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Case of multiple myeloma mimicking an infectious disease with fever intrahepatic cholestasis renal failure and pulmonary insufficiency.

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American Journal of Hematology 72:38–42 (2003)
Case of Multiple Myeloma Mimicking an Infectious
Disease With Fever, Intrahepatic Cholestasis, Renal
Failure, and Pulmonary Insufficiency
Francesco S. Vella,1* Barbara Simone,1 Gianluigi Giannelli,1 MariaTeresa Pesolo,1
Giuseppe Ingravallo,2 Antonia Gentile,2 and Salvatore Antonaci1
1
Dipartimento di Clinica Medica, Immunologia e Malattie Infettive, University of Bari, Policlinico, Bari, Italy
2
Dipartimento di Anatomia Patologica e di Genetica, University of Bari, Policlinico, Bari, Italy
We describe a case of multiple myeloma (MM) presenting with high fever, inflammatory
chemistry abnormalities, simultaneous acute renal failure, cholestatic hepatitis, and
acute lung failure. The extremely aggressive course and pulmonary involvement in the
form of pulmonary alveolar proteinosis (PAP) are discussed, stressing the unusual nature of the findings and the variable picture of MM. Am. J. Hematol. 72:38–42, 2003.
© 2002 Wiley-Liss, Inc.
Key words: multiple myeloma; pulmonary alveolar proteinosis (PAP); acute terminal
phase; intrahepatic cholestasis; acute-phase reaction
INTRODUCTION
Multiple myeloma (MM) is a malignant proliferation
of plasma cells usually located in the bone marrow.
High fever and inflammatory chemistry abnormalities
are rare in absence of infectious disease. Recently
Mueller et al. [1] described fever of unknown origin
caused by MM in 9 patients with no signs or data indicating infections.
Here we describe a case of fatal, diffuse MM mimicking an infectious disease, in view of multiorgan involvement and inflammatory signs.
CASE REPORT
A 64-year-old joiner was admitted with a 1-month
history of high fever, cholestasis (␥GT ⳱ 217 IU/L,
normal range ⳱ 11–49 IU/L; alkaline phosphatase ⳱
900 IU/L, normal range ⳱ 91–258 IU/L; bilirubin within
normal limits) and raised serum levels of AST (62 IU/L,
normal < 37 IU/L), ALT (96 IU/L, normal < 37 IU/L),
LDH (721 IU/L, normal range ⳱ 240–480 IU/L), acutephase reactants (fibrinogen 979 mg/dL, normal range ⳱
170–410 mg/dL; ␣2 globulin 20.9%, normal range ⳱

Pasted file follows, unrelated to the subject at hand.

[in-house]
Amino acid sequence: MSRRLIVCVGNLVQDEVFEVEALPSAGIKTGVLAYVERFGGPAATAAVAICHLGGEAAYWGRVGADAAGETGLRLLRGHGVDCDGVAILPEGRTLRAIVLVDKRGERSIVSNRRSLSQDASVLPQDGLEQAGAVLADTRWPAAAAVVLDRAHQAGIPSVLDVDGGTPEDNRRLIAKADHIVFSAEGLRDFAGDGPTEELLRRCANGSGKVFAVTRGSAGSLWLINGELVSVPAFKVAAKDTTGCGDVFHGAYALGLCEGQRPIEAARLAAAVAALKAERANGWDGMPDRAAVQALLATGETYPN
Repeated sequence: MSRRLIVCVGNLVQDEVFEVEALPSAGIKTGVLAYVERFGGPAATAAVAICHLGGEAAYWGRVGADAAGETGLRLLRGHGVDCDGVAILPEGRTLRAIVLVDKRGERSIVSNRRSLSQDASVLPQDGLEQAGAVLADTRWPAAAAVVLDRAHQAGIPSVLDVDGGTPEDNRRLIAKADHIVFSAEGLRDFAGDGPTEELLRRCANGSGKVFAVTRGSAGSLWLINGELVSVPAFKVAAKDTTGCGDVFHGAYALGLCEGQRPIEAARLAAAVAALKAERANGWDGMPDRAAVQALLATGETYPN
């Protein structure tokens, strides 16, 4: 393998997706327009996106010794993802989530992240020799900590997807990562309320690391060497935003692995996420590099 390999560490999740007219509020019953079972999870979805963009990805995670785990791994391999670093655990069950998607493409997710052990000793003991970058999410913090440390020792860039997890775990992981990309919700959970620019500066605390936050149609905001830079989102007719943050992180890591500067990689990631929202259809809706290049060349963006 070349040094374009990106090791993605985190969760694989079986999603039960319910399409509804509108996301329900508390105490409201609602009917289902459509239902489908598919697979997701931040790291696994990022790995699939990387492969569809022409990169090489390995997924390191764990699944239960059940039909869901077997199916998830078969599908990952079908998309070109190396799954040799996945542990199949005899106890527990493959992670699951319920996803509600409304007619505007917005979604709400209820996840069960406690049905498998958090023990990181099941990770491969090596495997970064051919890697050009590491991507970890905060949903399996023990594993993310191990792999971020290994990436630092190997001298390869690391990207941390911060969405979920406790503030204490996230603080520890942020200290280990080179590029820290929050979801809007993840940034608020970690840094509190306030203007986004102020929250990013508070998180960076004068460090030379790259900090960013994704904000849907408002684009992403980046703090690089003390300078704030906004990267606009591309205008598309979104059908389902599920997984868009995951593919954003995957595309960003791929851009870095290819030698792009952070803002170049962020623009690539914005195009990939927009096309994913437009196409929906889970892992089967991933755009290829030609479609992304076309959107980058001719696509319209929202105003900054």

7–11%), especially CRP (88 mg/dL, normal < 5 mg/dL).
An accelerated erythrocyte sedimentation rate (ESR 128
mm/1st hr) and microcytic hypochromic anemia were
also observed (Table I).
© 2002 Wiley-Liss, Inc.
He had presented a similar clinical episode 1 year
before. Although no infectious agent was identified (as
assessed by culture and serological assays), excellent response was obtained to antibiotic therapy (ciprofloxacin),
with abatement of the fever and a return to normal of the
ESR and liver function tests (Table I).
On admission to our Department, physical examination revealed a palpable liver 2 cm below the costal margin but no lymphadenopathy or splenomegaly.
Direct tests with standard and Ziehl-Nielsen stains,
cultures (sputum, blood, urine, stool), and antibodies
against various infectious agents including viruses (hepatitis A, hepatitis B, and hepatitis C viruses, human immunodeficiency virus, herpesvirus group, respiratory
syncytial virus, enteroviruses, adenoviruses, and influenza and parainfluenza viruses), Legionellae, mycobacteria, mycoplasmata, chlamydiae, Rickettsias, Borreliae,
*Correspondence to: Francesco S. Vella, M.D., Viale JF Kennedy, 75
H, 70124 Bari, Italy. E-mail: diceglie@intmed.uniba.it
Received for publication 4 June 2002; Accepted 15 October 2002
Published online in Wiley InterScience (www.interscience.wiley.com).
DOI: 10.1002/ajh.10257
Case Report: Myeloma Mimicking an Infectious Disease
39
TABLE I. Laboratory Tests Before and After Admission*
Laboratory test
Hemoglobin (g/L)
WBC (×103/mm3)
Platelets (×103/mm3)
Sideremia (␮g/L)
Ferritin (ng/mL)
ESR (mm/1st hr)
Creatinine (IU/L)
AST (IU/L)
ALT (IU/L)
GGT (IU/L)
AP (IU/L)
Bilirubin (mg/dL)
IgG (mg/dL)
IgA (mg/dL)
IgM (mg/dL)
M component
Calcium (mg/dL)
LDH (IU/L)
CRP (mg/dL)
␤2 Microglobulin (mg/dL)
IL-6 (pg/mL)
PT-INR
APTT-R
Fibrinogen (mg/dL)
ATIII (%)
D-dimer (␮g/L)
Factor X (%)
Normal values
February 2000
April 2000
February 2001
(on admission)
March 2001
12–16
4–10
150–500
35–150
10–258
<15
0.6–1
<37
<37
11–49
91–258
<1
700–1,600
70–400
40–230
NE
8.5–10.1
240–480
<5
0.8–2
<4
<1.2
<1.16
170–410
75–125
<150
70–130
10.6
7.120
200
18
872
113
0.8
120
160
105
400
0.9
1,000
501
90
NE
NE
NE
41
NE